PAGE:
I just crawled out of the Gila wilderness in southern New Mexico, living with a primitivist (I'll call him "M"). Now I'm at a computer in a little public library. Culture shock.
Funny, the first woman I met in Silver City, at an Indian music kirtan, knew of M & his friend with the burros. Then the guy who gave me a ride here from Silver C knew M personally, & directed me to his camp!
M is a guy my friend Prema (formerly known as Gillian) has been wanting me to meet for a couple years. When I finally met M, I understood why Prema so wanted us to meet. I think I didn't really come to learn new skills, but to understand his spiritual presence. And he has a deep spiritual presence - quite astounding.
M is 40-something, soft-spoken, & lives with more grace & light-footedness than most if not any body I've ever met. He is the epitome of patience & living in the present. He doesn't seem to give a hoot about religion or consider himself on any spiritual path. That's what makes his path pristinely spiritual, in my eyes. His camp is pristine, like a Zen temple. And everything he makes is a total work of art. M is gradually replacing everything he brought from civilization with what he makes himself from his local natural environment. He makes his own gorgeous pottery & fires it at his campfire. He makes his own cordage, weaves beautiful baskets, made his own shoes, built his own bow & arrow, his own hut, table, chairs. The list goes on. Everything he does is to perfection - perfection in the way that Nature, not Babylon, defines perfection.
But M is new to the area & isn't any more skilled at living off the wild land than I - as far as eating goes. So I didn't learn much new skills in that area & was pretty much on my own.
M has close connections with an "intentional community" across the river, though he is not a member of it. He shares farmland with them and grows his own grains (wheat, rye, millet) which he harvests by hand. He is super generous & was always giving me food. His cooking is a work of art, too. What isn't?
I myself ate only wild edibles quite a few days, and I must admit I've lost a lot of weight. It's a good thing. The beginnings of my mid-aged paunch are now gone. I've eaten lots of mesquite, some honey locust, wild grass seeds, cholla (starchy cactus fruit) rattlesnake, fish, amaranth greens (seeds not ripe yet), acorns (the kind you don't have to process), black walnuts, & berries (I forget the name).
The bugs are relentless down there: mosquitoes, chiggers, ants. That's been the hard part. The heat gets pretty bad at mid-day, but frequent river-dips remedy that. And there have been short, cool monsoons in the afternoons.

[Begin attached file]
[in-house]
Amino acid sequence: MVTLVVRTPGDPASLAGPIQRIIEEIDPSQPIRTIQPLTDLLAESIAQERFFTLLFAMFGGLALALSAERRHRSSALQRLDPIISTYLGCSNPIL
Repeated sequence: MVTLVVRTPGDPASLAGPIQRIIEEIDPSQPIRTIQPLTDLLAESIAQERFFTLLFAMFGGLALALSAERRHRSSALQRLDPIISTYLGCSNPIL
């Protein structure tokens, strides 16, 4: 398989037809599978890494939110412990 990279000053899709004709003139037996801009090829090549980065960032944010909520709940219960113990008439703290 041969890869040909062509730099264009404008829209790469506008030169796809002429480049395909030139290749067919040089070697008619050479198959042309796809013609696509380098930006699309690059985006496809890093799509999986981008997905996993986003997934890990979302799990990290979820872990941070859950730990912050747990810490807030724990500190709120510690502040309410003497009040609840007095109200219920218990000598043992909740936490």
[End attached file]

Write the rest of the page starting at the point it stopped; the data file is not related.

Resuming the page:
This all exacerbated my bouts of chronic fatigue. Yeah, bouts of extreme fatigue have been my little trial for decades (& living moneyless hasn't made it magically disappear). But it's my Teacher, & teachers stick around until our lesson is done.
Into the Wild Gila River
M's friend (who also seems enlightened to me, though I didn't get to know him much) told us about droves of acorns way up the Gila river. So, a couple days ago, M & I took a trek up to find them, camping overnight. I was a bit concerned, because I really had little food & not sure I could do it all in my sandals. But I didn't say anything. I just kept reminding myself that "all these things shall be added unto you" if I not worry. Besides, we were heading to the alleged "abundance of acorns". So off we went.
I found tons of super-sweet mesquite pods & chewed them the whole way, feeling not a bit of hunger. My sandals held up well, but my feet were pretty scratched up by the time we reached our destination. There was an abandoned camp ring there, &, lo & behold, a pair of perfectly good boots hanging, just my size!
There were lots of oaks, but all the acorns were gone - eaten by critters in the desert competition. That evening I toasted a few wheat berries M had given me days before, and a bunch of grass seed I had collected. I also ate lots of mesquite, again. And I pulled out a fishing lure I'd found & caught a fish. I felt great. In the morning, M insisted on giving me cooked rye cereal, which he had too much of. I had boiled a sweet milky syrup from the mesquite & carried it with me. We headed back. I came across a rattlesnake, knocked it in the head with a rock, & ate it. Rattlesnake has a texture like, & tastes like, calamari (squid), and peels off like string cheese.
Night Visions of a Dragon
The trek was incredibly gorgeous & wild. That night we camped I felt high, sleeping sporadically, interspersed with amazing dreams. New revelations were coming in the wee hours of the night on charging interest & world religions, believe it or not. Everything nature produces is interest bearing - an observation I've tried to avoid thinking about in my opposition to banking. But now the answer was crystallizing in me, and the idea of interest in the Torah, as well as the idea of Yajna (sacrifice) & renouncing the fruit of action in the Bhagavad Gita & Upanishads,& how Jesus often uses the word "lend" rather than "give" in his teaching. It's blowing me away.
But there is also something quite frightening about all this. We're getting to the Heart of the World Dragon, and do we dare stab it? I realized then I had to move on out of our wilderness refuge & go back out & help deal with the Dragon. Part of me is really reluctant, & part of me is excited to no end, & kind of scared about what's happening.